The 10 Greatest Olympic Soccer Matches

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The 10 Greatest Olympic Soccer Matches

The Olympics falls behind the World Cup and the respective continental championships in the pecking order of international soccer competitions. But since debuting at the second Games way back in 1900, the sport as an Olympic event has thrown up numerous thrillers worthy of the world’s biggest stages.

From historic victories and giant-killing exploits to arguably one of the greatest end-to-end spectacles the women’s game has ever seen, here’s a look at ten matches we’d love to see replicated in Rio this summer.

10. Spain 3-2 Poland (Barcelona 1992)

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Manchester City coach Pep Guardiola was part of the Spanish side that became the first host nation since Belgium in 1920 to win the men’s soccer Olympic gold. But they were made to work for it by a spirited Polish team determined to spoil the 95,000-strong national party. The home side was forced to come from behind following a late first-half goal from Wojciech Kowalczyk. But after drawing level at the exact point that King Juan and Queen Sofia took their seats in the Nou Camp, Spain eventually emerged victorious thanks to a 91st minute chip from Francisco ‘Kiko’ Narváez.

9. Luxembourg 5-3 Great Britain (Helsinki 1952)

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Three-time gold medal winners Great Britain were expected to walk over first-time Olympic qualifiers Luxembourg when the two sides met at the Lahden Kisapuisto at the 1952 Helsinki games. Things looked to be going to form when George Robb, who was still classed as an amateur despite playing for Tottenham Hotspur at the time, put the favorites 1-0 up in the 12th minute. However, Luxembourg’s Joseph Roller equalized on the hour mark and the game eventually headed into extra time. The underdogs then proceeded to shock Great Britain with three goals in six minutes, and eventually finished 5-3 winners in one of the biggest Olympic soccer upsets of all time.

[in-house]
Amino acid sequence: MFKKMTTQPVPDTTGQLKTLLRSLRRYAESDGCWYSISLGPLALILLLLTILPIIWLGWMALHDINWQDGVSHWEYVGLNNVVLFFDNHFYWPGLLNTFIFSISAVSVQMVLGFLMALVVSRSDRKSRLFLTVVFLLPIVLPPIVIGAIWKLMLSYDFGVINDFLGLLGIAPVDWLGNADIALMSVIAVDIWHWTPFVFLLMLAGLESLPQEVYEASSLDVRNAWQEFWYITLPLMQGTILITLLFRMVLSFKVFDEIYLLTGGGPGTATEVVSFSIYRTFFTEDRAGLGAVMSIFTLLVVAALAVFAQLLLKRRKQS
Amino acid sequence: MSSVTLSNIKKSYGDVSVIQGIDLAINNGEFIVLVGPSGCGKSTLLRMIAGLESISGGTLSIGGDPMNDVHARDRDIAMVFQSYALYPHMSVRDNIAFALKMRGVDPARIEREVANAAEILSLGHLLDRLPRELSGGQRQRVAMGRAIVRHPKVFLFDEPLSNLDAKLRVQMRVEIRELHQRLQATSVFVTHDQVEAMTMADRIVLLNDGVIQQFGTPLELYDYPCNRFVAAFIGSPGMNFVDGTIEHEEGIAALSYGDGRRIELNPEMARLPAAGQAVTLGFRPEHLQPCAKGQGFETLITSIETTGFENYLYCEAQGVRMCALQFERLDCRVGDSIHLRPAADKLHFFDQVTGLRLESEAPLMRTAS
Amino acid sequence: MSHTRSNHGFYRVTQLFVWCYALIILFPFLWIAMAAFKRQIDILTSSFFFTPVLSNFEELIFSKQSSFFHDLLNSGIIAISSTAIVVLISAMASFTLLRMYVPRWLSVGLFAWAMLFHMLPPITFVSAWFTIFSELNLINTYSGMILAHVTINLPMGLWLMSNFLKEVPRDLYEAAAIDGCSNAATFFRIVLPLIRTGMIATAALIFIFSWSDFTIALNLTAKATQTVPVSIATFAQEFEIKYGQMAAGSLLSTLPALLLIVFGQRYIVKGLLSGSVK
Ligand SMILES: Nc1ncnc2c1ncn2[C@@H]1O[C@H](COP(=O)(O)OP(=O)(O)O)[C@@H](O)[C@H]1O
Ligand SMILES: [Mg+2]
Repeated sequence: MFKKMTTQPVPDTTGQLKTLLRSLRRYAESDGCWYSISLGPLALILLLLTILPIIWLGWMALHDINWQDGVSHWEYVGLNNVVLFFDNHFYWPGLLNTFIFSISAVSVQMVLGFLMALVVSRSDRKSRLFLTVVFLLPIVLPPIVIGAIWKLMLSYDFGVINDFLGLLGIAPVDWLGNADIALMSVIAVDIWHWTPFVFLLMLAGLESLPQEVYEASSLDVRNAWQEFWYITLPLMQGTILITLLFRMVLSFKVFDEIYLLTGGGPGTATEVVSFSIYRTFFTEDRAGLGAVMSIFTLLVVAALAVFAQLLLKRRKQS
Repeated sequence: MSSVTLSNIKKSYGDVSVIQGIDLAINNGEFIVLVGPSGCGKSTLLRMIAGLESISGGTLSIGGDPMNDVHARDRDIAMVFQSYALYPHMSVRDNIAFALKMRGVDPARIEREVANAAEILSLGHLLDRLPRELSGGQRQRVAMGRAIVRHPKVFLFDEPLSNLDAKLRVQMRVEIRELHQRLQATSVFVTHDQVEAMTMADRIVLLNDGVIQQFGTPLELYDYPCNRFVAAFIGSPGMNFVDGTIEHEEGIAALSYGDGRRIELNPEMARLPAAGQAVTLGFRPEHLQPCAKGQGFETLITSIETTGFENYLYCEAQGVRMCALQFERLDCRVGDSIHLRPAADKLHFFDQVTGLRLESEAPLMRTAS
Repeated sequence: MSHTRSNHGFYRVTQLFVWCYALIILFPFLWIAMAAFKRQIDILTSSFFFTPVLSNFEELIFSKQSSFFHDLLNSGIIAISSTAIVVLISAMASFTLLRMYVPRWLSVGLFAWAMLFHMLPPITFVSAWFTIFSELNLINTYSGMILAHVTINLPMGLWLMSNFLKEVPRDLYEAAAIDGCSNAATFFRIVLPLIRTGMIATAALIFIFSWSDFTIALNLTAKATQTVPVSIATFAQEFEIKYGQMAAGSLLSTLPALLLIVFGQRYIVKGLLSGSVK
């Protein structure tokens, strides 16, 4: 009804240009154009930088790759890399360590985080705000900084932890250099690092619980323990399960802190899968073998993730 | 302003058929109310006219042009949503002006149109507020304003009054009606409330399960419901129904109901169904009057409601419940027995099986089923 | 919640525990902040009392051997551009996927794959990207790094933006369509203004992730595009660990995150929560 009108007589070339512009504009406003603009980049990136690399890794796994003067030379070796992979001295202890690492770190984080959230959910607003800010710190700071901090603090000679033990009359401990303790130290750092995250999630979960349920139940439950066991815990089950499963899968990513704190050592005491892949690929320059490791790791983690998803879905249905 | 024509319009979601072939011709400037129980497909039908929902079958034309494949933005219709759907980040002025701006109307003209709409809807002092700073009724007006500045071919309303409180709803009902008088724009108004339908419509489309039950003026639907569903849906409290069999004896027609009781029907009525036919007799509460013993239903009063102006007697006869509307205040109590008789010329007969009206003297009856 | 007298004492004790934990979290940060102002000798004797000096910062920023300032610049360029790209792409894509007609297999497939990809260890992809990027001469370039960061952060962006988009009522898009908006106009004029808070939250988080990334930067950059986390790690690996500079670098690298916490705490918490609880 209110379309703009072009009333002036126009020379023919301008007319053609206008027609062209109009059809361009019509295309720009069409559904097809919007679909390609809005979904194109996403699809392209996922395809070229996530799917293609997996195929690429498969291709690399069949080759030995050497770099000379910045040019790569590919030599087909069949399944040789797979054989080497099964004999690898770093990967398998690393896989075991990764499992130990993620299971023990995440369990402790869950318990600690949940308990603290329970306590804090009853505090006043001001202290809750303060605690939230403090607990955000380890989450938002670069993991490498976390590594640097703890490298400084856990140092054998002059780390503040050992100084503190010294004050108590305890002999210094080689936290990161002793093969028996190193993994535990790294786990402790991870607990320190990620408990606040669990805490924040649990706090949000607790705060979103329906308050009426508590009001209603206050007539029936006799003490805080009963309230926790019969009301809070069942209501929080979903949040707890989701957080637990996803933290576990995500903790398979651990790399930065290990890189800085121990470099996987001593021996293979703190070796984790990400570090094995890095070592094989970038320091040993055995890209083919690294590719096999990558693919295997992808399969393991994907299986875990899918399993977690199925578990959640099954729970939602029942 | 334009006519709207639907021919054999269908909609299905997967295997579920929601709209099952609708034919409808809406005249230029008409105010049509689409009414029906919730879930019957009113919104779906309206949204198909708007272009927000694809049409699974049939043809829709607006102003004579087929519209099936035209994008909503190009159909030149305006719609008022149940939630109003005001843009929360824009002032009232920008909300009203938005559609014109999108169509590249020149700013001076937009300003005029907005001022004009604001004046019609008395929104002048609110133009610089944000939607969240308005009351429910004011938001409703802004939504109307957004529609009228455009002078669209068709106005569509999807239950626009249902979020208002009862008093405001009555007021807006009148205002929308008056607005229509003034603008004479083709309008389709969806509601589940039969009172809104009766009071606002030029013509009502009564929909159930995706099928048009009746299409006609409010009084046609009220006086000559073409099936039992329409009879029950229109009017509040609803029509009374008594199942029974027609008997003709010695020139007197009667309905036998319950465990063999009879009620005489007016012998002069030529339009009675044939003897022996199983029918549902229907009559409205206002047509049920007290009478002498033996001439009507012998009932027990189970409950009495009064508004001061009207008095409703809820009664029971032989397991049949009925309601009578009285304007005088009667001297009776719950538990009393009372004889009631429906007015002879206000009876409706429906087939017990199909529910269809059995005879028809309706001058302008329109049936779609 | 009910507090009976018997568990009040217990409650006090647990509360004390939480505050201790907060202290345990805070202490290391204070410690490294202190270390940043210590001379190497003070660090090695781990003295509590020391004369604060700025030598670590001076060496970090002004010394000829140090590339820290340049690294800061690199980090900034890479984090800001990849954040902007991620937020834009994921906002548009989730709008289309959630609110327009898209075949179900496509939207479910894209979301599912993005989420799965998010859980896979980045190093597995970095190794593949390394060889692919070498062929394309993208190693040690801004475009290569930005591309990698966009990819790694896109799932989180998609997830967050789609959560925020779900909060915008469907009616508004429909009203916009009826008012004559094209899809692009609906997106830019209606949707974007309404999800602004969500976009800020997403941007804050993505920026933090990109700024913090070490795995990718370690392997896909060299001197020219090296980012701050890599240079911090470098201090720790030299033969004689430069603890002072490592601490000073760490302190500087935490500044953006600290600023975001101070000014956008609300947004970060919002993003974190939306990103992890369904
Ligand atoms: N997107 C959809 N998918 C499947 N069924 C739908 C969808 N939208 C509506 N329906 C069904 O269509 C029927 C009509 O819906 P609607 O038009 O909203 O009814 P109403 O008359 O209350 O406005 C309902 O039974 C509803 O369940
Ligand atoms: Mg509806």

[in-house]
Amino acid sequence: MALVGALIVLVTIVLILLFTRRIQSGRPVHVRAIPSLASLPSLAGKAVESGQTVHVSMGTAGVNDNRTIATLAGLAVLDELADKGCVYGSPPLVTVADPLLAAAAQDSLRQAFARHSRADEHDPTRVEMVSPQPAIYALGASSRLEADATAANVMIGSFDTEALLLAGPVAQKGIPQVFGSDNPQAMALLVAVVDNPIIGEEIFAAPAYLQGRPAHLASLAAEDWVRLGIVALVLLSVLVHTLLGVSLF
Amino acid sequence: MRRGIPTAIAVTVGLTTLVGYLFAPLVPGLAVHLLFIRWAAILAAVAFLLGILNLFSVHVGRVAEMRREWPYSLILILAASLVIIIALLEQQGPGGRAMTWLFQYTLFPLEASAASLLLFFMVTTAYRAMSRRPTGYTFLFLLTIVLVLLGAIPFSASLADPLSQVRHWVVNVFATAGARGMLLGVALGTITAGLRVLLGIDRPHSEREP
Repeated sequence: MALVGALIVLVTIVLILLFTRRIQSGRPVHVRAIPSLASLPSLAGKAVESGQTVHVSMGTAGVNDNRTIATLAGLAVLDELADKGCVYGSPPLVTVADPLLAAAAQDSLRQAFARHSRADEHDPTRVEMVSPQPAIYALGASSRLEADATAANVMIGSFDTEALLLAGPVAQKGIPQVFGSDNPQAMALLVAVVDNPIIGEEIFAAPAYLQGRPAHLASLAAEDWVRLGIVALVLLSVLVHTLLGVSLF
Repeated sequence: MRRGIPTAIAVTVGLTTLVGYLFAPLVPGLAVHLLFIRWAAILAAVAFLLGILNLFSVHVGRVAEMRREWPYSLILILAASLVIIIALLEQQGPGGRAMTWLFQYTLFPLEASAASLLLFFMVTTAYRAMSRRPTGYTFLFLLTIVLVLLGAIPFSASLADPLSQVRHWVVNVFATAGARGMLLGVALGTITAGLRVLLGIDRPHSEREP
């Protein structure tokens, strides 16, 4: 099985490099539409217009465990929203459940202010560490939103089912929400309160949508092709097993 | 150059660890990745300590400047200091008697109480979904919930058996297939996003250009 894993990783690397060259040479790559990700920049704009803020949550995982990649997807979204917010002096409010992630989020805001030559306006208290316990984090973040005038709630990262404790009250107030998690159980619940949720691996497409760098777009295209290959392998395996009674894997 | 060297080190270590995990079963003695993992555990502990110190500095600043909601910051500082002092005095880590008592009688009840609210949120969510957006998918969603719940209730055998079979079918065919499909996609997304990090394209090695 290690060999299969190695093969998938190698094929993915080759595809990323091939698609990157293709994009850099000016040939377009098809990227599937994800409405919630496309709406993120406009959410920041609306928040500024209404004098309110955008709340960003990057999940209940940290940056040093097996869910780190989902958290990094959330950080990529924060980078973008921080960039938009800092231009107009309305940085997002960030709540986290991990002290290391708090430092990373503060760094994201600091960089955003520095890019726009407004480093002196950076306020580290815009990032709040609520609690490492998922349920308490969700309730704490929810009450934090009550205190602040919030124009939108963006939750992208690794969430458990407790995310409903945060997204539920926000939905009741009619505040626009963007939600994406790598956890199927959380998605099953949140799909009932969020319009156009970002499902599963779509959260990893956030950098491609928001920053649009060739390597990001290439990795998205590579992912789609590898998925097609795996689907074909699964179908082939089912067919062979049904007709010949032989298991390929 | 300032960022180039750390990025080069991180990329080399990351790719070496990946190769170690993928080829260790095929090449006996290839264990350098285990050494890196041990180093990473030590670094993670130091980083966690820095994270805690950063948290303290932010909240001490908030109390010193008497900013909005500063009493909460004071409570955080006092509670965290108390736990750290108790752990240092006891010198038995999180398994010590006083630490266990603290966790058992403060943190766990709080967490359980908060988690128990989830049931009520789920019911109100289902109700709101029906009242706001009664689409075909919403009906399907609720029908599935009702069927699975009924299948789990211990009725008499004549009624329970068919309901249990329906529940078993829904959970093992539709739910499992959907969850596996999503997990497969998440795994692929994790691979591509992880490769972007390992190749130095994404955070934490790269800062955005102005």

8. Norway 3-2 USA (Sydney, 2000)

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Having beaten Norway in the semi-finals of Atlanta 1996 and indeed, their opening match of Sydney 2000, the U.S. Women’s national team finally looked to have overcome their one-time bogey team. Hopes were high, therefore, when the Americans took on Per-Mathias Høgmo’s side for the second time in as many weeks in the Olympic final: even more so when Tiffeny Milbrett put them ahead after just five minutes. Norway rallied back with goals from Gro Espeseth and Ragnhild Gulbrandsen, but a Milbrett header five minutes into stoppage time appeared to swing momentum back in the USA’s favor. However, far from folding in extra time, the Norwegians somehow gained a new lease on life and after 12 minutes, substitute Dagny Mellgren found the net to make Norway the USA’s bogey team once more.

7. Poland 5-4 Great Britain (Berlin 1936)

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As you’d expect from an Olympic Games staged in Berlin just three years after the Nazis came into power, events off the field overshadowed Great Britain’s encounter with Poland. The British, competing in their first Olympics since 1920, had been forced to meet Hitler at his castle for propaganda purposes and subsequently caused a major uproar when they famously disobeyed orders to give the Nazi salute before kick-off. Poland, meanwhile, had problems of their own making, having sent home star man Ernst Wilimowski for refusing to curb his hard-partying ways. However, the game briefly took center stage when the Poles raced into a 5-1 lead, only for their opponents to mount a miraculous, near-comeback with three late goals.

6. Argentina 6-3 Belgium (Amsterdam 1928)

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Argentina were positively frenzied at the final Olympic soccer tournament to be staged before the inception of the World Cup stole its thunder. In the nation’s first ever Olympics, Argentina humiliated USA 11-2 in the first round, thrashed Egypt 6-0 in the semis, and forced reigning champions Uruguay to a replay in the final. But their second-round match against Belgium also proved they had plenty of fighting spirit to go along with all their firepower. Having squandered a three goal lead built in the first ten minutes to an impressively resilient Belgian side, José Lago Millán’s men could have been forgiven for completely capitulating. Instead, they simply started again from scratch and thanks to a brace from Domingo Tarasconi and a goal from Raimundo Orsi, restored their winning margin with apparent ease.

5. Hungary 6-5 Yugoslavia (Tokyo 1964)